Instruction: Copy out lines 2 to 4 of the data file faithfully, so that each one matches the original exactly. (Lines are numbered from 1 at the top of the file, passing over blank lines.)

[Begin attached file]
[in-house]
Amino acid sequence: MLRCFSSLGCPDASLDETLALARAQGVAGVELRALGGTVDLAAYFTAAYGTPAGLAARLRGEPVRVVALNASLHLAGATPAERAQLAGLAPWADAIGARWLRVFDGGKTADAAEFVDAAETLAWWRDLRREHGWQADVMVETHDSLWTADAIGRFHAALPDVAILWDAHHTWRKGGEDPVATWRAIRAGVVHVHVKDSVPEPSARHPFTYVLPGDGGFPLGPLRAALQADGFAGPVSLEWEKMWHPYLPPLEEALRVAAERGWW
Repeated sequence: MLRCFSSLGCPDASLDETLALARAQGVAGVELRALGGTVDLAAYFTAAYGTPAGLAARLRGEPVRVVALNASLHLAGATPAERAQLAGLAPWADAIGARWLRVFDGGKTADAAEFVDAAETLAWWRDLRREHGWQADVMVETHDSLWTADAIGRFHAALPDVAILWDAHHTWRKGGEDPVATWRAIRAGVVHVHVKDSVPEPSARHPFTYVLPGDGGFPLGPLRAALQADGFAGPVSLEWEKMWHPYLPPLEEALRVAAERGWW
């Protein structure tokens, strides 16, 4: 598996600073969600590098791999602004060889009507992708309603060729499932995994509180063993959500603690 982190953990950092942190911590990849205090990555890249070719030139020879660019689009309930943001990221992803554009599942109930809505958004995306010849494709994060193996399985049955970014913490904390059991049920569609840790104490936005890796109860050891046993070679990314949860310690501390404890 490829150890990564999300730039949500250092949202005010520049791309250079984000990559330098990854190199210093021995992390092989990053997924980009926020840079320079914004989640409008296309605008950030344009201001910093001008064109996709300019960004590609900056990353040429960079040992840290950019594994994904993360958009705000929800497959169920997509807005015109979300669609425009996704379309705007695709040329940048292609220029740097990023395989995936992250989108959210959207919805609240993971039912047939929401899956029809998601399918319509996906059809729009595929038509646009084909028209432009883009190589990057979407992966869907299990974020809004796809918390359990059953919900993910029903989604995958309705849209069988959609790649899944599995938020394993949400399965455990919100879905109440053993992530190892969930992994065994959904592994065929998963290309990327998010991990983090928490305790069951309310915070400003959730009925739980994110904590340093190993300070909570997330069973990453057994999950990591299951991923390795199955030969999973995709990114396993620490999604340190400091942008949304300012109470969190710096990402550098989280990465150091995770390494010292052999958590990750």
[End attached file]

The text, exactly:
Amino acid sequence: MLRCFSSLGCPDASLDETLALARAQGVAGVELRALGGTVDLAAYFTAAYGTPAGLAARLRGEPVRVVALNASLHLAGATPAERAQLAGLAPWADAIGARWLRVFDGGKTADAAEFVDAAETLAWWRDLRREHGWQADVMVETHDSLWTADAIGRFHAALPDVAILWDAHHTWRKGGEDPVATWRAIRAGVVHVHVKDSVPEPSARHPFTYVLPGDGGFPLGPLRAALQADGFAGPVSLEWEKMWHPYLPPLEEALRVAAERGWW
Repeated sequence: MLRCFSSLGCPDASLDETLALARAQGVAGVELRALGGTVDLAAYFTAAYGTPAGLAARLRGEPVRVVALNASLHLAGATPAERAQLAGLAPWADAIGARWLRVFDGGKTADAAEFVDAAETLAWWRDLRREHGWQADVMVETHDSLWTADAIGRFHAALPDVAILWDAHHTWRKGGEDPVATWRAIRAGVVHVHVKDSVPEPSARHPFTYVLPGDGGFPLGPLRAALQADGFAGPVSLEWEKMWHPYLPPLEEALRVAAERGWW
């Protein structure tokens, strides 16, 4: 598996600073969600590098791999602004060889009507992708309603060729499932995994509180063993959500603690 982190953990950092942190911590990849205090990555890249070719030139020879660019689009309930943001990221992803554009599942109930809505958004995306010849494709994060193996399985049955970014913490904390059991049920569609840790104490936005890796109860050891046993070679990314949860310690501390404890 490829150890990564999300730039949500250092949202005010520049791309250079984000990559330098990854190199210093021995992390092989990053997924980009926020840079320079914004989640409008296309605008950030344009201001910093001008064109996709300019960004590609900056990353040429960079040992840290950019594994994904993360958009705000929800497959169920997509807005015109979300669609425009996704379309705007695709040329940048292609220029740097990023395989995936992250989108959210959207919805609240993971039912047939929401899956029809998601399918319509996906059809729009595929038509646009084909028209432009883009190589990057979407992966869907299990974020809004796809918390359990059953919900993910029903989604995958309705849209069988959609790649899944599995938020394993949400399965455990919100879905109440053993992530190892969930992994065994959904592994065929998963290309990327998010991990983090928490305790069951309310915070400003959730009925739980994110904590340093190993300070909570997330069973990453057994999950990591299951991923390795199955030969999973995709990114396993620490999604340190400091942008949304300012109470969190710096990402550098989280990465150091995770390494010292052999958590990750």